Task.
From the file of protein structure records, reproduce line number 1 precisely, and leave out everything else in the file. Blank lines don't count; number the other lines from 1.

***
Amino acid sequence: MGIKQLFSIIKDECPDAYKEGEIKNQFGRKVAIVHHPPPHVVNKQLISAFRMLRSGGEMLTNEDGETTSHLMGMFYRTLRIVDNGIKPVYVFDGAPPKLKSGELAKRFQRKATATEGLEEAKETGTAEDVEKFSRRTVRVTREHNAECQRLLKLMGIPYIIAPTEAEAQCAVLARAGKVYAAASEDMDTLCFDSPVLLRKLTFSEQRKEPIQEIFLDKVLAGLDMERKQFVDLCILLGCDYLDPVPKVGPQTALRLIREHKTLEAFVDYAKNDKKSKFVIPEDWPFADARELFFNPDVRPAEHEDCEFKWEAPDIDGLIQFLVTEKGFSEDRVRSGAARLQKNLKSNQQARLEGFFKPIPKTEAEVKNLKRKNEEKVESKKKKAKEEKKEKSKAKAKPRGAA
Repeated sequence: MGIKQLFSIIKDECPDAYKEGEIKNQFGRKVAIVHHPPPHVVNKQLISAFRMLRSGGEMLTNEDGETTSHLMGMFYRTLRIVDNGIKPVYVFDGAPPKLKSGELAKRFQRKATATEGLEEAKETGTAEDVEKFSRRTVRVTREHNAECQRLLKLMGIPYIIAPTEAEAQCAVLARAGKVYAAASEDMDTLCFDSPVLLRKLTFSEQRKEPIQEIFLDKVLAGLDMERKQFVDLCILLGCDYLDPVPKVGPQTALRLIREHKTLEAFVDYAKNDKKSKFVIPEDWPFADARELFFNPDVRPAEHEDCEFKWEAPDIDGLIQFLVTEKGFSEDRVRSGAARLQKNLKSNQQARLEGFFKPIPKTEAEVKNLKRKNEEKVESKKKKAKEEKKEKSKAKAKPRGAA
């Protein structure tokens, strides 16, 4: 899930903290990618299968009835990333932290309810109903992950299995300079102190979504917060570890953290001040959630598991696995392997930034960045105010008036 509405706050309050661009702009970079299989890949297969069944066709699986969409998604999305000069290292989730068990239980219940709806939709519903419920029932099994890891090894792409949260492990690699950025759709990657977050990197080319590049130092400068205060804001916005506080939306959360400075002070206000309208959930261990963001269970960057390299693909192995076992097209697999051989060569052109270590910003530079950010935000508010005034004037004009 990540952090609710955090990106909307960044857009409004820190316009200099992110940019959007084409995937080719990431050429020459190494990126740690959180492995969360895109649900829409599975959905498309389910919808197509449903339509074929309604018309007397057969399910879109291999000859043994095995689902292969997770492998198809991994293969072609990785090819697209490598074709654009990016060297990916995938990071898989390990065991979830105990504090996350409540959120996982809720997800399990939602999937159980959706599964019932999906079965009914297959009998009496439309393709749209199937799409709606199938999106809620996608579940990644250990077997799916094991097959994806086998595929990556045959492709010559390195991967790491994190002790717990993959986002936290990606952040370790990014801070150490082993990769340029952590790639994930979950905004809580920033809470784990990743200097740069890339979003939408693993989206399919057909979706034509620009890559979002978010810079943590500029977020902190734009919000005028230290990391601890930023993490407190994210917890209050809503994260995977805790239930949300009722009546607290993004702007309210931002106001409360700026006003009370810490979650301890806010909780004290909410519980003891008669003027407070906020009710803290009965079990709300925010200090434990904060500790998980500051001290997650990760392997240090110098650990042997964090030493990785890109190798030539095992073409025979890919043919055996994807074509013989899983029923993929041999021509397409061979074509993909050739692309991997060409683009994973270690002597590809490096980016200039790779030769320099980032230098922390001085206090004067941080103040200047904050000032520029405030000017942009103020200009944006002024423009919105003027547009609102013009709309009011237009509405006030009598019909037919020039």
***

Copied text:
Amino acid sequence: MGIKQLFSIIKDECPDAYKEGEIKNQFGRKVAIVHHPPPHVVNKQLISAFRMLRSGGEMLTNEDGETTSHLMGMFYRTLRIVDNGIKPVYVFDGAPPKLKSGELAKRFQRKATATEGLEEAKETGTAEDVEKFSRRTVRVTREHNAECQRLLKLMGIPYIIAPTEAEAQCAVLARAGKVYAAASEDMDTLCFDSPVLLRKLTFSEQRKEPIQEIFLDKVLAGLDMERKQFVDLCILLGCDYLDPVPKVGPQTALRLIREHKTLEAFVDYAKNDKKSKFVIPEDWPFADARELFFNPDVRPAEHEDCEFKWEAPDIDGLIQFLVTEKGFSEDRVRSGAARLQKNLKSNQQARLEGFFKPIPKTEAEVKNLKRKNEEKVESKKKKAKEEKKEKSKAKAKPRGAA